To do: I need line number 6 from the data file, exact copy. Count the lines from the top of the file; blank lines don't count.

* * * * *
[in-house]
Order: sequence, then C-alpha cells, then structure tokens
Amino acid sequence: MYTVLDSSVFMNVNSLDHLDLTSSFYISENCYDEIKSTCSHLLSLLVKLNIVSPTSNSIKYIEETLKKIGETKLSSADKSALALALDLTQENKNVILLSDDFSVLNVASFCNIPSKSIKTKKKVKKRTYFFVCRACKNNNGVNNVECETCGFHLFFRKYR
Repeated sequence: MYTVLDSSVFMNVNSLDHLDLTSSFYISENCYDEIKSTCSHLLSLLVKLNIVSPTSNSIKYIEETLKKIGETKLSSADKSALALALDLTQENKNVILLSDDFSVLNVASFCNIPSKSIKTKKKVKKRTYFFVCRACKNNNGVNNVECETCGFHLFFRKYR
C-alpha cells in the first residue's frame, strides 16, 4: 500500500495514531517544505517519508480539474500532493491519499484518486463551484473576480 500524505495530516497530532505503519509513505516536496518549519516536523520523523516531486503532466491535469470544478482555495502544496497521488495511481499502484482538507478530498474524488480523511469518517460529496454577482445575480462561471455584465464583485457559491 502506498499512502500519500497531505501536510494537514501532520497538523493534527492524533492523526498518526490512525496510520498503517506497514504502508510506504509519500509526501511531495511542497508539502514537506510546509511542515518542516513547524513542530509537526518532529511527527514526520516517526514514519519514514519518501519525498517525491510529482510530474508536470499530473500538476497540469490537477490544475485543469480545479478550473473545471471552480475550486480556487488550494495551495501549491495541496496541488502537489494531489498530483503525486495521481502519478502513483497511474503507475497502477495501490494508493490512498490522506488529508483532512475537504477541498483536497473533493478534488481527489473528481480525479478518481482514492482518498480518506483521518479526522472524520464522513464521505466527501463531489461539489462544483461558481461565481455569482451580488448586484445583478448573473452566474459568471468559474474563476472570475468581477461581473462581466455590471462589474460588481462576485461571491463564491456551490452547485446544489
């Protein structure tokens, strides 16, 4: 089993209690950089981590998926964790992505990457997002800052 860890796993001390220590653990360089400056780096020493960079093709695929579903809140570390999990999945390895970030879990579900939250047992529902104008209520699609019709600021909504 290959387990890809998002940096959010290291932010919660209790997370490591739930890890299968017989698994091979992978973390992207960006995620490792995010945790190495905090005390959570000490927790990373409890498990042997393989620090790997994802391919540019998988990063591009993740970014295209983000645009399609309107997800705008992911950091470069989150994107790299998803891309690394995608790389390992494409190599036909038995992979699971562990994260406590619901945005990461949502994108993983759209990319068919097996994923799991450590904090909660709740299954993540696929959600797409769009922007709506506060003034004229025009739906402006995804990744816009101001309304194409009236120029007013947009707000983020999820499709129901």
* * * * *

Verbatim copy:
């Protein structure tokens, strides 16, 4: 089993209690950089981590998926964790992505990457997002800052 860890796993001390220590653990360089400056780096020493960079093709695929579903809140570390999990999945390895970030879990579900939250047992529902104008209520699609019709600021909504 290959387990890809998002940096959010290291932010919660209790997370490591739930890890299968017989698994091979992978973390992207960006995620490792995010945790190495905090005390959570000490927790990373409890498990042997393989620090790997994802391919540019998988990063591009993740970014295209983000645009399609309107997800705008992911950091470069989150994107790299998803891309690394995608790389390992494409190599036909038995992979699971562990994260406590619901945005990461949502994108993983759209990319068919097996994923799991450590904090909660709740299954993540696929959600797409769009922007709506506060003034004229025009739906402006995804990744816009101001309304194409009236120029007013947009707000983020999820499709129901």